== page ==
*wrote this one a while ago, but took it down to try to submit it a couple places. No such luck, so I thought I’d post it again:

when the western horizon you’ve relied upon is engulfed in flames
when the tv screen screams and the telephone blares and you have
to leave home, have to say goodbye to the place you call home
when you have to run from your memories into clinical stations
into big giant rooms with terrible beds and the floors are flooding
with mothers and fathers and children engulfed in tears drowning out
the western light of chaos out of the western wind, the mountains on fire
when God is a child with a matchbook and somehow God is a fire truck too
when hopelessness spreads like wildfires spreading like the house you used your
soft hands to build and your hard heart to make a home to live and love within
when the grey ghosts like titans tear at your rib cage; your ceiling beams
when there is a genocide on your happiness being composed by an insane conductor
when the evergreens are nevermore and in your rearview mirror is everything
you could carry and in your rearview mirror is smoke and ash and years gone away
when the radio is calm voices that shriek through your sweating forehead and
how are they so calm? why are they so calm? in their cool newsrooms as the reports
pour in like fires like endless fires amongst mountains older than any of us and it
follows you everywhere like a murderer chasing your family down interstate twenty-five and
when you seek refuge in denver, in the hearts and homes of anyone who’ll have you
and you just want to turn off the television and turn off the lights and turn off the sky
when your tears are not enough, when they fight the fires but the fires fight back
when you don’t know what tomorrow looks like and when yesterday is just a dying
phoenix flying falling on its final pair of wings when ashes to ashes and dust to dust
when the road is home but the road is not your home, when you learn to carry your
home inside of yourself and when home is your child’s hand in the palm of your hand
there is struggle and there is a day you have to go back to the debris and the rust and death
and shovel through to see what the world looks like if you were not a part of it but
when you are forced to do all this, i admire your courage and anyone caught in the cross-
fires knows that this too will pass and until it does i wish you serenity and love and don’t let
the fires that burn endlessly swallow the stories i have heard in your throat and see in your
red eyes.






Author: brice maiurro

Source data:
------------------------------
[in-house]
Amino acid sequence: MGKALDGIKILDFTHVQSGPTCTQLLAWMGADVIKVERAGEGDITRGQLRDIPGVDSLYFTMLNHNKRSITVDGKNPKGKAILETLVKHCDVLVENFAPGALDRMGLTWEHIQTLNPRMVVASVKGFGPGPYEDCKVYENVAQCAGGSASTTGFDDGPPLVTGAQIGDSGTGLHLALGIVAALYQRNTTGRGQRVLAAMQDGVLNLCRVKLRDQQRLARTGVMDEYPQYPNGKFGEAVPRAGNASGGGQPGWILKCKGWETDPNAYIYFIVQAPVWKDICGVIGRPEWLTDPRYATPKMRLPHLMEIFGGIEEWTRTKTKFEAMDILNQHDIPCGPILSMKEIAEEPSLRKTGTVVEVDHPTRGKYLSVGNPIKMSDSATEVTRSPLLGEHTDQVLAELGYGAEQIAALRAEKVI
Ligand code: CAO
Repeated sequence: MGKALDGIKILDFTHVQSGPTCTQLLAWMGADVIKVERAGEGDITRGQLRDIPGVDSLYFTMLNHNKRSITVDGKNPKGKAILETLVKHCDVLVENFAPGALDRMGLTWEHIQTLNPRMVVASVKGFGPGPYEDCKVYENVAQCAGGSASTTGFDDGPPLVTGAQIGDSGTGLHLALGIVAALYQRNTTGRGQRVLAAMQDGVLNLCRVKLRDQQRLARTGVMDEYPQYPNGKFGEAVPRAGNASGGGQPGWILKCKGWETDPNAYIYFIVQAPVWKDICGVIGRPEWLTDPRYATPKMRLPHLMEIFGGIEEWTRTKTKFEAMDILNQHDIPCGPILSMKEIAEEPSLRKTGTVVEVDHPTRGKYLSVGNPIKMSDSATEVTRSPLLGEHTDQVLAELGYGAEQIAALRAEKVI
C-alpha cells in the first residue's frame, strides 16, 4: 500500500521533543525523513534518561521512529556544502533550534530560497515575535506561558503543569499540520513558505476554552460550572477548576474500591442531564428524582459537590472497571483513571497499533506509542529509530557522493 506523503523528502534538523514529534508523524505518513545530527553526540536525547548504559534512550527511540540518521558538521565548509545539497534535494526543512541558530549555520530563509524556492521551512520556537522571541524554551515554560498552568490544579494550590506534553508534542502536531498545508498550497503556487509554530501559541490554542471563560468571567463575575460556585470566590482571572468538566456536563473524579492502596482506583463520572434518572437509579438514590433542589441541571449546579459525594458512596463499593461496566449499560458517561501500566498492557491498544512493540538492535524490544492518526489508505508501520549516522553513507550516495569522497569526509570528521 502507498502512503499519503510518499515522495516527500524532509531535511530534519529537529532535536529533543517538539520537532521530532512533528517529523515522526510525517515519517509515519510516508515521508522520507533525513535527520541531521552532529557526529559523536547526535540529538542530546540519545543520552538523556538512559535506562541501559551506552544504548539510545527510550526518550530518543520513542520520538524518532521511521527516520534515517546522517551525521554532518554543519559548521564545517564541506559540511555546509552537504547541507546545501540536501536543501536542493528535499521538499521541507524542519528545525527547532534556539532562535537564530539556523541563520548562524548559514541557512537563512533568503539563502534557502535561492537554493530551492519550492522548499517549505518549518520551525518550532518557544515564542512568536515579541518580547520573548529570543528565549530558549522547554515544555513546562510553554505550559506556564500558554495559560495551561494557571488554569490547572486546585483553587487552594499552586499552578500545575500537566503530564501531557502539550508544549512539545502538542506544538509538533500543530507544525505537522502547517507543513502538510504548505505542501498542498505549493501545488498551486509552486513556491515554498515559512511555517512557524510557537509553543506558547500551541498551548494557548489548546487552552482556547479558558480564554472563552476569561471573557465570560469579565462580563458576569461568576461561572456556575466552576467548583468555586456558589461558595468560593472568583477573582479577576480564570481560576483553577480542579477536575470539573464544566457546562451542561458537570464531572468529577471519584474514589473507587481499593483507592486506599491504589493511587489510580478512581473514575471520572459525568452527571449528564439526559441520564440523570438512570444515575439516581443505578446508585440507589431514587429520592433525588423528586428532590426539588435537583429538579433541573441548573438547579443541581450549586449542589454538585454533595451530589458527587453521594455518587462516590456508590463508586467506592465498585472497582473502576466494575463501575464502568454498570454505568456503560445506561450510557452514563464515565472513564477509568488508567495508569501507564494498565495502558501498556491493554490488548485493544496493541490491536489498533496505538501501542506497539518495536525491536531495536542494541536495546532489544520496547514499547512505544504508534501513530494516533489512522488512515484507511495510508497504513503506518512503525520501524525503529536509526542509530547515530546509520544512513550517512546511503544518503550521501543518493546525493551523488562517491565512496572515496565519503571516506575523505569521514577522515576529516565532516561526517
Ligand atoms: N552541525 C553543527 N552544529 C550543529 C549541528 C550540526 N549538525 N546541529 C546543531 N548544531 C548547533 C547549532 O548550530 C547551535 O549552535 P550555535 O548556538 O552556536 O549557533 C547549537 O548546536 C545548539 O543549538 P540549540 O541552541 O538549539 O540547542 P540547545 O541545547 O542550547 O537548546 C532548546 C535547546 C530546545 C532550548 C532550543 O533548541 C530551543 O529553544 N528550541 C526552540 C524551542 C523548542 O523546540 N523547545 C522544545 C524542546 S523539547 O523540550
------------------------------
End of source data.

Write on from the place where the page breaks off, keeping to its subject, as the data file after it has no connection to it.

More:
Denver poet. Author of Stupid Flowers, out now through Punch Drunk Press.

10 thoughts on “ON THE FIRES IN COLORADO”

  1. I have family living in Colorado and luckily they were not directly affected. I think your poem has captured many of the feelings experienced by those who were.

  2. Hi three years ago in Australia…I live in south eastern Victoria in a town called Warburton..anyway that year we lost over a 100 people in the fires. Our town had the fires raging over the ridge then turned onto another town killing 40 people. So you see this really has affected me & many others in the valley. Your poetry is wonderfully descriptive

    1. I sympathize with you guys out there. I don’t think people realize that it’s not about your possessions burning away. It feels to me like its the place you stored your memories going away.

      1. Yeah I think your right. Leaving to go to the city was very painful & also sort of absurd. You know people sitting around laughing, cafes & sort of oblivious to the terror only 70 kilometres away. I think life has a touch of the absurd….we live in a sort of comic-tragic play…..just thoughts………

  3. Bruce,
    I live in Fort Collins and experienced many of these feelings during the High Park Fire and then watching Colorado Springs burn. What a summer. As someone new to writing poetry, I find your work truly inspiring. This one really hit “home.” Thank you.

  4. This is go…od!
    Especially the lines about the rearview mirror, and also road…home…not your home.
    The piece makes me sad in a not-sad way.
    The whole piece is quite loaded actually.
    Good work, Brice!

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